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“We’re not in the regime-change game. We are against interference in domestic conflicts,” Lavrov said in an interview for the BBC, transcribed on the Russian foreign ministry’s website.
“It is not for us to decide who should lead Syria. It is for the Syrians to decide,” Lavrov added.
Since the outbreak of the conflict in Syria in early 2011, Russia has opposed all foreign attempts to put pressure on al-Assad.
Moscow insists that the crisis – which has evolved into a full-scale civil war – should be resolved by Syrians alone, preferably through political means.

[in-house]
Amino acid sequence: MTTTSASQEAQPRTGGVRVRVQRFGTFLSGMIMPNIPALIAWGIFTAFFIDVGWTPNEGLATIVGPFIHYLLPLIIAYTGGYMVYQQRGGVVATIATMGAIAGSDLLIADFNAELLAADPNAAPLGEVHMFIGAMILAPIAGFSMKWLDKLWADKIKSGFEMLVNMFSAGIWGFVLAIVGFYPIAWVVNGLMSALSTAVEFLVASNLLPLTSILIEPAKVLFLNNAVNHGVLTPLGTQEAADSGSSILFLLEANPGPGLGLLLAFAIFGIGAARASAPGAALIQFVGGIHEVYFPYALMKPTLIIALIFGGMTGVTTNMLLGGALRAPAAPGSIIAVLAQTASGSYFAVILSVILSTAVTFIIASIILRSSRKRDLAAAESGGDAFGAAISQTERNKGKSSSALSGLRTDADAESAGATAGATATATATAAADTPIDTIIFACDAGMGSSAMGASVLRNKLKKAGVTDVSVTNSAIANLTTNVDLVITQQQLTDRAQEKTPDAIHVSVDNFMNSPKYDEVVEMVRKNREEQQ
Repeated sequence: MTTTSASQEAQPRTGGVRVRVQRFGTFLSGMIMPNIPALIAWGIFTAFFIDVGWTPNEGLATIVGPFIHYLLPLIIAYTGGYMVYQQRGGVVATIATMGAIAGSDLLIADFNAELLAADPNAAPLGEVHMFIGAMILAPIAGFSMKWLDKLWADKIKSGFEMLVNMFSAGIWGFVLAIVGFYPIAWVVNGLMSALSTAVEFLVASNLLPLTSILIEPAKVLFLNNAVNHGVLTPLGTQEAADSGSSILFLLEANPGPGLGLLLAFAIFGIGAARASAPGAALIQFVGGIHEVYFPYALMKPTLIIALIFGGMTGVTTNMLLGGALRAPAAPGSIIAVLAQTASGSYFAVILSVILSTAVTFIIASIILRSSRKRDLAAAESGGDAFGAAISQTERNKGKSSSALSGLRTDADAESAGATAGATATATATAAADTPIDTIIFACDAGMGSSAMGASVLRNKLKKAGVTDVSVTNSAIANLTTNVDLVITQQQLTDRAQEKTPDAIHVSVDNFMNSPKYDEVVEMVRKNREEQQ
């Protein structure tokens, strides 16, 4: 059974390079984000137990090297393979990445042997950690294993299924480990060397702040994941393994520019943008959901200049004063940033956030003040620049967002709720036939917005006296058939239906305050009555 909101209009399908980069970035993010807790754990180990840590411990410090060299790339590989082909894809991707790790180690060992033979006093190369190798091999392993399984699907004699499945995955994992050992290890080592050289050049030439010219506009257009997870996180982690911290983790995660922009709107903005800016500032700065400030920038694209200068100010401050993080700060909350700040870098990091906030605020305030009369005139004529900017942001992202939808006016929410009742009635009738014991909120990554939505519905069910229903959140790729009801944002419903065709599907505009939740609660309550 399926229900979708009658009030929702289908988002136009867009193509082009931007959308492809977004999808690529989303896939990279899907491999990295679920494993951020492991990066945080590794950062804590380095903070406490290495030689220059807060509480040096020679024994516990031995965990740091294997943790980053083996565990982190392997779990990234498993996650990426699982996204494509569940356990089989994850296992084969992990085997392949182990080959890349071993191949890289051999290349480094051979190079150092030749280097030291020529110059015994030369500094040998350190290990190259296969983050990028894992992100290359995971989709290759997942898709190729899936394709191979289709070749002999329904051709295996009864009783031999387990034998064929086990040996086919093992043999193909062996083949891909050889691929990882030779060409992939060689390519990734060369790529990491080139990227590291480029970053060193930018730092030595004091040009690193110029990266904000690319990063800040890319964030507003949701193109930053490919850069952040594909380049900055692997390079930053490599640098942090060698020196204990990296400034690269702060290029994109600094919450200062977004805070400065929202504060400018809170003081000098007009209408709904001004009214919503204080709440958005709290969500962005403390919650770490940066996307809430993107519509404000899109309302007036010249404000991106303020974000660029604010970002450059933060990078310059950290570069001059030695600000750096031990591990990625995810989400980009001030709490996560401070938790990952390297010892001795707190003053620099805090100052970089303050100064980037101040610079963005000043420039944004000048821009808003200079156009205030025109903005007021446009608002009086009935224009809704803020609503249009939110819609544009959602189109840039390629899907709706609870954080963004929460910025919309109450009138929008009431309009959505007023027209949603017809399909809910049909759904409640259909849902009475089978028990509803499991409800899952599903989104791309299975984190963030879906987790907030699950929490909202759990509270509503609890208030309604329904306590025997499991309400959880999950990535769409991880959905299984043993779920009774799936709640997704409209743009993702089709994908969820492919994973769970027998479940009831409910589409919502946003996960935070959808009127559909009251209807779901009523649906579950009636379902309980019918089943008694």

Political dialogue in Syria seemed unlikely, given that the Syrian opposition has made the departure of al-Assad and his close allies their main demand.
But in January, Ahmed Moaz al-Khatib, the leader of the main opposition group, the National Coalition for Syrian Revolutionary and Opposition Forces, said that the group was willing to consider the possibility of negotiations with the regime.
“I’m glad that the latest discussions and the latest gestures from the opposition, and statements from some of those who support the opposition, hint that they would be prepared to start negotiations with some negotiating team without asking President Assad to step down,” Lavrov said on Thursday.